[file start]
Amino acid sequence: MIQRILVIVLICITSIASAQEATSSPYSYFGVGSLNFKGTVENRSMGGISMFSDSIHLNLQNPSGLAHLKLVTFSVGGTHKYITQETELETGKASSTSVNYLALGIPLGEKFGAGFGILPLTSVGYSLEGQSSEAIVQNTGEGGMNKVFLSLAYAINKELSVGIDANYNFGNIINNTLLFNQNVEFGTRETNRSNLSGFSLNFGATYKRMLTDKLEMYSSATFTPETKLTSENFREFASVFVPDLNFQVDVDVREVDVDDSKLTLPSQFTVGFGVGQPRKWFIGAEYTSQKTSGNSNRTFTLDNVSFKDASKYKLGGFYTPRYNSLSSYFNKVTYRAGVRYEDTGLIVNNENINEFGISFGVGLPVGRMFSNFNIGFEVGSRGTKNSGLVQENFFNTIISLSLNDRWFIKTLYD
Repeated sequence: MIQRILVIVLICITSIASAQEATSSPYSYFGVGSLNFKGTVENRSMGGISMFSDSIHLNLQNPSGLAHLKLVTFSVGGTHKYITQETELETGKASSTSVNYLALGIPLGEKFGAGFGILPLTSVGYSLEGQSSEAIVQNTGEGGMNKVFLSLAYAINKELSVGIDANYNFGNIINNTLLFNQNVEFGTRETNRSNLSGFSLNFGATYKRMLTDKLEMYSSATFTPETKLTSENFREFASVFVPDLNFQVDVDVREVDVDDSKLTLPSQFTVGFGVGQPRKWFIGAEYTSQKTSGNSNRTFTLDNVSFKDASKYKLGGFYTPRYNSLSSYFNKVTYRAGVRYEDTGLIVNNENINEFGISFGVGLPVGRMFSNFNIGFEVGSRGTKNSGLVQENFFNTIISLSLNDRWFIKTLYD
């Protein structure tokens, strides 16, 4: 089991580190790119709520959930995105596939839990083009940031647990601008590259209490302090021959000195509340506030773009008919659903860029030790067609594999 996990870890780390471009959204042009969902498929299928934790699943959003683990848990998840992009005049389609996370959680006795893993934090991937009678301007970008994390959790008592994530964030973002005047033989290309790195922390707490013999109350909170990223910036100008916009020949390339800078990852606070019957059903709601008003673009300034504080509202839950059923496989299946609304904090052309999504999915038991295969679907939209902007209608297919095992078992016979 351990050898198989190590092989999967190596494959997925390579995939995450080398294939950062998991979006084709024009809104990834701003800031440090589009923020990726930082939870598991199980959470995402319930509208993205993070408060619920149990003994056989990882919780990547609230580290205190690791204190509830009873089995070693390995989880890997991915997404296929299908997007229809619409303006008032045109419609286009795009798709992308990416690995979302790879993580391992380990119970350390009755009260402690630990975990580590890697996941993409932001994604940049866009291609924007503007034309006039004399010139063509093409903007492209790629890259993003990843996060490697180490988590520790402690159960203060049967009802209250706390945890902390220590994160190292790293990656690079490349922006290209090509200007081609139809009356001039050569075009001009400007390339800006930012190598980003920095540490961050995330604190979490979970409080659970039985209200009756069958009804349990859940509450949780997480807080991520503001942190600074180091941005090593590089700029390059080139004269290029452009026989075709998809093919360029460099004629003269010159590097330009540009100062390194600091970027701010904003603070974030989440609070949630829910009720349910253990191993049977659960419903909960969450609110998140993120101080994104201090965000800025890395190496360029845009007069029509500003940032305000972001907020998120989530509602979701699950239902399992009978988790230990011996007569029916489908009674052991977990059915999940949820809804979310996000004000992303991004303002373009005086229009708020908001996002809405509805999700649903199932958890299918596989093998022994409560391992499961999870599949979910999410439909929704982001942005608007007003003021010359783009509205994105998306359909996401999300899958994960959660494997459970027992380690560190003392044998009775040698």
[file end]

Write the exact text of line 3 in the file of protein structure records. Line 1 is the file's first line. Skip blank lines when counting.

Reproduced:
């Protein structure tokens, strides 16, 4: 089991580190790119709520959930995105596939839990083009940031647990601008590259209490302090021959000195509340506030773009008919659903860029030790067609594999 996990870890780390471009959204042009969902498929299928934790699943959003683990848990998840992009005049389609996370959680006795893993934090991937009678301007970008994390959790008592994530964030973002005047033989290309790195922390707490013999109350909170990223910036100008916009020949390339800078990852606070019957059903709601008003673009300034504080509202839950059923496989299946609304904090052309999504999915038991295969679907939209902007209608297919095992078992016979 351990050898198989190590092989999967190596494959997925390579995939995450080398294939950062998991979006084709024009809104990834701003800031440090589009923020990726930082939870598991199980959470995402319930509208993205993070408060619920149990003994056989990882919780990547609230580290205190690791204190509830009873089995070693390995989880890997991915997404296929299908997007229809619409303006008032045109419609286009795009798709992308990416690995979302790879993580391992380990119970350390009755009260402690630990975990580590890697996941993409932001994604940049866009291609924007503007034309006039004399010139063509093409903007492209790629890259993003990843996060490697180490988590520790402690159960203060049967009802209250706390945890902390220590994160190292790293990656690079490349922006290209090509200007081609139809009356001039050569075009001009400007390339800006930012190598980003920095540490961050995330604190979490979970409080659970039985209200009756069958009804349990859940509450949780997480807080991520503001942190600074180091941005090593590089700029390059080139004269290029452009026989075709998809093919360029460099004629003269010159590097330009540009100062390194600091970027701010904003603070974030989440609070949630829910009720349910253990191993049977659960419903909960969450609110998140993120101080994104201090965000800025890395190496360029845009007069029509500003940032305000972001907020998120989530509602979701699950239902399992009978988790230990011996007569029916489908009674052991977990059915999940949820809804979310996000004000992303991004303002373009005086229009708020908001996002809405509805999700649903199932958890299918596989093998022994409560391992499961999870599949979910999410439909929704982001942005608007007003003021010359783009509205994105998306359909996401999300899958994960959660494997459970027992380690560190003392044998009775040698």